The jury found Konzelman was part of the Engle class, the group of Florida smokers whose cases were filed after the Florida Supreme Court disbanded the Engle tobacco class action in 2006. For class members, findings of product defect, negligence, fraudulent concealment and conspiracy to conceal are established as a matter of law.

But to benefit from those findings, plaintiffs must show their disease manifested itself between May 1990 and November 1996. For Rosen and his colleague Kimberly Wald, that was a big challenge at trial.

The defense argued Elaine Konzelman should have known she had chronic obstructive pulmonary disease before the Engle cutoff date. The jury heard from witnesses who knew Konzelman in the 1960s and ’70s, including longtime friend Sue Sweeney, who remembered her pal having a “deep, chesty cough” back then, Rosen said. Konzelman’s niece recalled her aunt becoming winded after climbing stairs in the ’80s.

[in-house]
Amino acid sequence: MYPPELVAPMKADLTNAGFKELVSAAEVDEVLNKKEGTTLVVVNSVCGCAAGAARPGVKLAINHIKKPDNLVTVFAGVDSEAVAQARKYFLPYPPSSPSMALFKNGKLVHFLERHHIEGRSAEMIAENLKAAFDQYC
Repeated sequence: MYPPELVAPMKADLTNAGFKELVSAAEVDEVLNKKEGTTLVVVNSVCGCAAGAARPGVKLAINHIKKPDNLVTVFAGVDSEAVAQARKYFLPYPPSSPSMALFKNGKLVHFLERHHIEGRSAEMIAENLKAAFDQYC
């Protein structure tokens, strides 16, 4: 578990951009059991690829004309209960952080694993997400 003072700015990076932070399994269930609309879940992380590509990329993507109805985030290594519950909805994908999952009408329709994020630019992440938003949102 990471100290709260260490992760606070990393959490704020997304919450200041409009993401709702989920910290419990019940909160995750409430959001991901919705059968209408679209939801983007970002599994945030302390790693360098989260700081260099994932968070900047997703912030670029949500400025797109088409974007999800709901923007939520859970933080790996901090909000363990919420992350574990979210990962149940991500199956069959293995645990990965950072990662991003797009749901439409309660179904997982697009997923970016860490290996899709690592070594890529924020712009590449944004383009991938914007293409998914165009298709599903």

“There was no evidence that she knew that she had COPD, but their argument was that she should have known because she was coughing, she was short of breath, people were telling her to quit for health reasons,” Rosen said.

The plaintiffs presented testimony from immediate family members, who said Konzelman’s symptoms didn’t start until the early 1990s.

The earliest medical record mentioning Konzelman’s breathing troubles was in 1995, and it also noted that she had “no respiratory problems in the past,” Rosen said. That record also indicated Konzelman had previously been treated for hypertension, meaning she had been seeing doctors before her COPD diagnosis.

“How could she have known when her own doctors didn’t know?” Rosen said.

Defense counsel presented further testimony from Sweeney that Konzelman, who died in 2010, didn’t want to quit smoking. When asked how she knew that, Sweeney responded, “Anyone who smokes every day, all day long, loves to smoke,” according to Rosen.

“That’s not someone who loves to smoke, that’s someone who is addicted,” Rosen said. Family members said Konzelman had tried to quit smoking but became depressed, anxious and irritable each time.